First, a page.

Why there could be 40% upside in the Qantas share price

David Thornton

Livewire Markets

Qantas (ASX: QAN) has been in the dog house these past weeks. 

From delays and cancellations to staffing shortages; it sure doesn't seem to be "Australia's favourite airline." 

To rub salt in the wound, Alan Joyce received a $287,000 raise a year after sacking 2,000 workers. The optics aren't great, however the raise is still a pay-cut when adjusted for CPI (though I doubt that would warm critics). 

Such are Qantas' troubles that the Greens have renewed calls for the national carrier to be renationalised. 

Source: Twitter
Source: Twitter

However, if we know anything at Livewire, it's that a good company doesn't necessarily make a good stock, and vice versa. 

Kyle Macintyre from Firetrail Investments was bullish on the airline when it released its FY22 earnings, which saw revenues increase 54% to $9.11 billion, the net loss improve by 49% to $860 million, and cash at bank of $2.67 billion.

Back on schedule: Why this company's earnings runway proves it's best in class

Given the recent bad press, I thought it would be worth digging a bit deeper into Kyle's investment thesis. As you'll read below, all Qantas' runways lead to market share and profitability. 

Duopoly by design

Australian aviation has long been duopolistic - by design. 

For 30 years, until October 1990, the country had a "Two Airlines Policy". Only two airlines were allowed to operate between Australia's major cities. In order to maintain profitability, both airlines carried about the same number of passengers, charged the same fares and had essentially the same fleet. 

First it was privately-owned Ansett and publicly owned Trans Australia Airlines (TAA).  TAA then merged with the smaller Qantas, so it became Ansett and Qantas. 

The policy was canned in 1990 and the industry was fully privatised a few years later. Yet the duopoly continues still, albeit with different players. Ansett collapsed and Virgin stepped in. So now it's Virgin and Qantas. 

And this might not be a bad thing.  

"The Australian domestic aviation market is very attractive when you compare it to offshore markets," says Macintyre. 

"The key reason for that is because you have a lower number of competitors, and you have competitors operating in a rational way in terms of pricing and in terms of capacity utilisation."

Macintyre points to a couple of key things driving future profitability for Qantas.  

On the demand side, you have increasing demand. Domestic travel is approaching pre-COVID levels, as is corporate travel, while the recovery timeline for international travel looks to be a few years.  

Where it gets interesting is on the supply side. 

Full planes are profitable planes

Macintyre emphasises the need for 'rational' behaviour from market participants. 

In the sky, rational behaviour means planes at minimum 80% capacity. What you don't want to see are fights over market share in the form of additional planes or routes. It might come at the delight of consumers, but it comes at the cost of profitability.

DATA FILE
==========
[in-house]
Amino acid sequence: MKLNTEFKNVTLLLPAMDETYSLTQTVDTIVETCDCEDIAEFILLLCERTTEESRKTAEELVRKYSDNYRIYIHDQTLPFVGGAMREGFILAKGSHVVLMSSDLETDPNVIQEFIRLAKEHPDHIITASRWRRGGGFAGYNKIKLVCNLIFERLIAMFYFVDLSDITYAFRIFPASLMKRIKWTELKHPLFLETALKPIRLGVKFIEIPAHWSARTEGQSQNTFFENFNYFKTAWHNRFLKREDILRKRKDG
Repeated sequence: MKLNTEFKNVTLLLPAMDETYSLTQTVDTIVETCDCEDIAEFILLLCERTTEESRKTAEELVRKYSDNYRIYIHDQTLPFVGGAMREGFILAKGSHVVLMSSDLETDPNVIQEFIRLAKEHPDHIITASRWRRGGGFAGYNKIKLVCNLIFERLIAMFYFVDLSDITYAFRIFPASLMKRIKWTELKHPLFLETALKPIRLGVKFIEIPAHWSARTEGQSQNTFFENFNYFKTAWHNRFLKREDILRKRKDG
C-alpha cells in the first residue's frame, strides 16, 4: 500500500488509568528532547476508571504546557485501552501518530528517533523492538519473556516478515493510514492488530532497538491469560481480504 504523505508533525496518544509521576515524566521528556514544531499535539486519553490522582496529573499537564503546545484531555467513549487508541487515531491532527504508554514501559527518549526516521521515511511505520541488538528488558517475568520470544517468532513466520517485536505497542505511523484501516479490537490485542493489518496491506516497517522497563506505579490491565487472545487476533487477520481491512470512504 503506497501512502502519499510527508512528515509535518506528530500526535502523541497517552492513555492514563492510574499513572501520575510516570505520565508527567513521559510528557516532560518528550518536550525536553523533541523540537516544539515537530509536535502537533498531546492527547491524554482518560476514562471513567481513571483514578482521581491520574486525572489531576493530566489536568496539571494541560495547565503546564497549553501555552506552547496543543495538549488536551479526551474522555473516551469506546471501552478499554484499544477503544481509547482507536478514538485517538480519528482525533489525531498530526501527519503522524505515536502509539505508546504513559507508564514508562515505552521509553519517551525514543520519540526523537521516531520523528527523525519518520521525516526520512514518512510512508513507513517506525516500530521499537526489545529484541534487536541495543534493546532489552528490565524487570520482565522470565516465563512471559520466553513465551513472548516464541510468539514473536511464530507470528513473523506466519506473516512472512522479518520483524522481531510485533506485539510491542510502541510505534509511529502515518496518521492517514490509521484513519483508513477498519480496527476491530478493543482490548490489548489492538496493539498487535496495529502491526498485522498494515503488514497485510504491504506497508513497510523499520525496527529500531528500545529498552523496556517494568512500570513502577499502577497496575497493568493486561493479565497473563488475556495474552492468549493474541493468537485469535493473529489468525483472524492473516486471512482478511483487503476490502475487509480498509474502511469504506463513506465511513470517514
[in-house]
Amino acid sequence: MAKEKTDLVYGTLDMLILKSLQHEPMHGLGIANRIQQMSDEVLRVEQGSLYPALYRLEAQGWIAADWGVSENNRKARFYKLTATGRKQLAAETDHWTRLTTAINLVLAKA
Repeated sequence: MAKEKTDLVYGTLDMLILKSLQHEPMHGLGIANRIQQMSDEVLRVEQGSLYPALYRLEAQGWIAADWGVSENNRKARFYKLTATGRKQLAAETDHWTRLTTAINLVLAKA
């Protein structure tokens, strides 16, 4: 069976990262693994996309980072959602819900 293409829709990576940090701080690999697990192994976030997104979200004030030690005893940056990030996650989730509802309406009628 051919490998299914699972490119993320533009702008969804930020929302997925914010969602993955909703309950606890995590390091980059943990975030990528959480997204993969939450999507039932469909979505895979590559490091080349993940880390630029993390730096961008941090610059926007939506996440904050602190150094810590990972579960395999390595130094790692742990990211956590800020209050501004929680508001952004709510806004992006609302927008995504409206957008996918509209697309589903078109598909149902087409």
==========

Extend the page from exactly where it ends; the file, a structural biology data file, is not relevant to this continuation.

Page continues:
"That thesis has continued to play out over the last 9 years, but where things got interesting was where private equity took over Virgin." 

For Virgin to be profitable, Macintyre believes it needs to increase ticket prices and forego the quest for market share. 

"Underpinning our thesis is that the domestic profit pool for aviation is going to increase over the next 2-3 years because Virgin need to make an appropriate return on capital, and we believe [Bain Capital] will want to list that business in the next 2-3 years." 

"To achieve an appropriate return on capital, [Bain] will need to see an increase in ticket prices from here, given what we understand about that business and its lack of profitability." 

Qantas directly benefits from this scenario as market leader. 

"They've got around  70% market share and they're continuing to take share. But they've also got the best cost position, both across Qantas and Virgin, and it has a better pricing position as well. They have better earnings margins over Virgin, so as ticket prices increase, Qantas are going to be an outsized beneficiary."

The points above don't even count the strength of Qantas' frequent flyer business, which makes up about 25% of the airline's domestic business. 

"That is a really resilient consumer facing business, and it's shown its resilience through periods like COVID where you didn't see any downgrade in earnings."

International business is the cherry, not the cake

The international business in a normal year can make up 15-20% of Qantas' earnings. 

"In a period where you have less international travel, which is what we're seeing now, it's not going to be a key part of what drives Qantas' earnings in the next 2-3 years, however, it can drive profitability in the group when things go back to normal."

A lot of the international carriers who have flown to Australia pre-COVID have left the market. Some of that competition will come back, but it's nonetheless a growth opportunity for Qantas. 

And the kicker for investors?

"It's trading on 6x earnings, so you don't need anything heroic to get upside," says Macintyre.  

"If it trades back to its historical valuation range of 9-10x earnings, you're talking 40%+ upside, and then you stack on the attractive earnings outlook in light of the rational competitive environment between Qantas and Virgin."

Disclosure: The Firetrail Australian High Conviction Fund and Firetrail Absolute Return Fund hold shares in Qantas.

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David Thornton
Content Editor
Livewire Markets

David is a content editor at Livewire Markets. He currently hosts The Rules of Investing, a half hour podcast where he sits down with leading experts across equities, fixed income and macro.

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